EPIDEMIOLOGY: THE SPREAD OF EPIDEMIOLOGY
12 Jun 2003
Source: Nature, June 12, 2003
Epidemiology: The spread of epidemiology
by VIRGINIA GEWIN, a freelance science writer in Corvallis, Oregon.
With the United States on high alert over the possibility of bioterror attacks, epidemiologists are in huge demand, says Virginia Gewin.
Anthrax, West Nile virus, severe acute respiratory syndrome (SARS) and the increased threat of bioterrorism are just some of the factors that have increased the demand for epidemiologists recently — primarily in the United States. And the US government has not been slow to plough additional funds into the fight against bioterror, which in turn has created a number of epidemiology-related positions around the country.
But although the finances are in order, there is currently a significant deficit in skilled personnel to fill the new posts. "Now that states and localities have got bioterrorism funding, they are having a hard time hiring," says Stephen Thacker, chief epidemiologist at the US Centers for Disease Control and Prevention (CDC) in Atlanta, Georgia. In fact, the push to fill bioterror-related positions is drawing talent away from the public-health sector, aggravating an already strained healthcare system.
The Council of State and Territorial Epidemiologists (CSTE), a collective of US public-health professionals, estimates that at least 1,600 formally trained epidemiologists — a doubling of the current level — will be needed in the near future in response to growing public-health programmes and the increased focus on bioterrorism. To meet the demand, both federal and state funds are being applied to help generate fresh training opportunities.
Leading the way is the CDC, which has several programmes designed to help those with medical or epidemiological training to become leaders in public health. Established in 1951, the CDC's Epidemic Intelligence Service programme is one of the most notable schemes. Lasting for two years, it gives fellows on-the-job training in surveillance and response units that deal with all sorts of epidemics including chronic disease, injuries and, now, bioterrorism.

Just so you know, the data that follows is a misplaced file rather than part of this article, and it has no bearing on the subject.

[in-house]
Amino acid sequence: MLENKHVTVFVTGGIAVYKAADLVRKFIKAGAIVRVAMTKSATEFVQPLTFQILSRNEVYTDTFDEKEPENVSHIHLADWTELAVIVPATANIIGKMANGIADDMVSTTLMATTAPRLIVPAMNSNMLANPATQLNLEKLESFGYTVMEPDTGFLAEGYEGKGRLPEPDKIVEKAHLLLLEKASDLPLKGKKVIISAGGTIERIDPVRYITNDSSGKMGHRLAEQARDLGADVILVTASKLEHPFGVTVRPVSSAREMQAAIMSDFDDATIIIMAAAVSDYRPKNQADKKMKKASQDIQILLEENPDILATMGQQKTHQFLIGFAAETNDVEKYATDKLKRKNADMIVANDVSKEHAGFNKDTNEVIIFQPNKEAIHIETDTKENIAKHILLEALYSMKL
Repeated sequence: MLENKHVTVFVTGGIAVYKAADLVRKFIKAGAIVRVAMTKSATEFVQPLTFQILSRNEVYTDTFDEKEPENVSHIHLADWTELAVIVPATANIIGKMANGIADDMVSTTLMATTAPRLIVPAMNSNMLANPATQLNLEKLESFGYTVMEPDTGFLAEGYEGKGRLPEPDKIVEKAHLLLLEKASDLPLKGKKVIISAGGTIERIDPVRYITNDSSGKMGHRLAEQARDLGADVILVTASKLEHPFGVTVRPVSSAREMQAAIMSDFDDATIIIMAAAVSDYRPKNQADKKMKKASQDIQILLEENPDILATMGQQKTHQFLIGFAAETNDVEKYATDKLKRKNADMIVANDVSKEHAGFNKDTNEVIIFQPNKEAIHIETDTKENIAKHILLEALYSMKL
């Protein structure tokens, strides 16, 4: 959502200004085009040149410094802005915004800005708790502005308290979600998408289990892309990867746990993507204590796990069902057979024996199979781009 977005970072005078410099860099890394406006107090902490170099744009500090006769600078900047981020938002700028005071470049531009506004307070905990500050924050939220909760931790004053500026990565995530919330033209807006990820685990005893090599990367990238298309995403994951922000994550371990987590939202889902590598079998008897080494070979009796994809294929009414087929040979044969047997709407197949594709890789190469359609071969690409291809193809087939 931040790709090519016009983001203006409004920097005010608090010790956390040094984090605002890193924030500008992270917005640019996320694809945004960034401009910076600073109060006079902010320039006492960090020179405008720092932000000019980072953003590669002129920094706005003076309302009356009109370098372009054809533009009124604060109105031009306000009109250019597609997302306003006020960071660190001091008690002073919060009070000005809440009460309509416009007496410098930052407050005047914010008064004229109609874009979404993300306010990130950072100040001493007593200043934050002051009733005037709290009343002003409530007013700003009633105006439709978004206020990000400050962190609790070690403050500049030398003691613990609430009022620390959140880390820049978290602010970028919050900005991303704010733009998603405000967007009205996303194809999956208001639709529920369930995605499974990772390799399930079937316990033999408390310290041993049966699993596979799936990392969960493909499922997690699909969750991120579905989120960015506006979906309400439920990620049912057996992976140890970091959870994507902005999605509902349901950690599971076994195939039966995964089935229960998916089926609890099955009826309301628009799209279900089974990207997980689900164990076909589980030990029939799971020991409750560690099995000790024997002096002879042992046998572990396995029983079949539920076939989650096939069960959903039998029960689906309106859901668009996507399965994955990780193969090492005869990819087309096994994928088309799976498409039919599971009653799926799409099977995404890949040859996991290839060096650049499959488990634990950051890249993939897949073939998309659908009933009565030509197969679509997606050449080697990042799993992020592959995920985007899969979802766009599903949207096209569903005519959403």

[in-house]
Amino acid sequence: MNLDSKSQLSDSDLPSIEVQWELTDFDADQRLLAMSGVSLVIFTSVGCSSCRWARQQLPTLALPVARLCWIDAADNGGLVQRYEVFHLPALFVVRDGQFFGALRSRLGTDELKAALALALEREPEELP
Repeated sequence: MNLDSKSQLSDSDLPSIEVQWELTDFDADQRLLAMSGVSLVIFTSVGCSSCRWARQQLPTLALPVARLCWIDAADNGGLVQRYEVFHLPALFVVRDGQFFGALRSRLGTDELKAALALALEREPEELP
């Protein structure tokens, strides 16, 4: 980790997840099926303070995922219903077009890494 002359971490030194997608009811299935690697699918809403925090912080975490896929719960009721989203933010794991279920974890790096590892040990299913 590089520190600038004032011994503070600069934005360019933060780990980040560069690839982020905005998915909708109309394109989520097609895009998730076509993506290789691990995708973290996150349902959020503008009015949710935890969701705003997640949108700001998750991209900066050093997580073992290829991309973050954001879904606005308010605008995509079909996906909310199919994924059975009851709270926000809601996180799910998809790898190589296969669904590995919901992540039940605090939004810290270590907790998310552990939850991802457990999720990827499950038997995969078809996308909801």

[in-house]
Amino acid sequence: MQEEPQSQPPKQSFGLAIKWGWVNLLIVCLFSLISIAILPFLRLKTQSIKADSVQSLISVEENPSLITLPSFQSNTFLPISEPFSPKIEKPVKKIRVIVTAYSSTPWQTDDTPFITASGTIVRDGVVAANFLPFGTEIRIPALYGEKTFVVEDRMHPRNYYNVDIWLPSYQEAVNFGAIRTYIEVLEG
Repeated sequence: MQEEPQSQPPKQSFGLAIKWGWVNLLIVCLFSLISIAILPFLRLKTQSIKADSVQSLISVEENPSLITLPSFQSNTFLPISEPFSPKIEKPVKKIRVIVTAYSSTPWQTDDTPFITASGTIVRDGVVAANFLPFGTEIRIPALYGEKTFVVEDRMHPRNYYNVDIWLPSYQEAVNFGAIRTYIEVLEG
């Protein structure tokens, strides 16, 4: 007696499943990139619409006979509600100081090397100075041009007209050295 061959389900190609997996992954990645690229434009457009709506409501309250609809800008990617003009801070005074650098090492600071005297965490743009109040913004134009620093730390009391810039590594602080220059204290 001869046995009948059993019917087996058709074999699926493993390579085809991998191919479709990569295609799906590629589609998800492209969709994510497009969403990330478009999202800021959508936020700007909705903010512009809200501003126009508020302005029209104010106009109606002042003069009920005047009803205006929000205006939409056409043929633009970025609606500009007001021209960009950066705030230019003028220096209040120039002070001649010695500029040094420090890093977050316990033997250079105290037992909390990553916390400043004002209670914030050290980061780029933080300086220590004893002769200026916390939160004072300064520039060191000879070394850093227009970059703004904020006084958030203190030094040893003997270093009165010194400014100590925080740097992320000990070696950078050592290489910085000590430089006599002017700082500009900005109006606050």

In previous years, the programme took 60–70 out of 300 or so applicants, but this year's class of 80 was the largest ever, and was boosted by concerns about bioterrorism. In recent years, 15–20% of the class has been filled by fellows from other nations in the hope that these trainees would build up surveillance programmes in their home countries (see 'European approach'). At least 90% of the trainees end up in public-health jobs with either the CDC, the World Health Organization or state and local health departments. Increasingly, individual states are setting up similar training programmes to cultivate specialized epidemiological staff to meet state and local needs.
Indeed, now that more funds are available, there is a nationwide push to employ more support staff to allow health departments to deal with the increased volume of work and to improve responsiveness. "We want to develop the capacity of states, not only for epidemiologists, but also lab support," says Thacker. For example, over 70,000 suspected anthrax samples across the United States were tested during autumn 2001, and such sudden bursts of activity put a strain on already stressed support staff.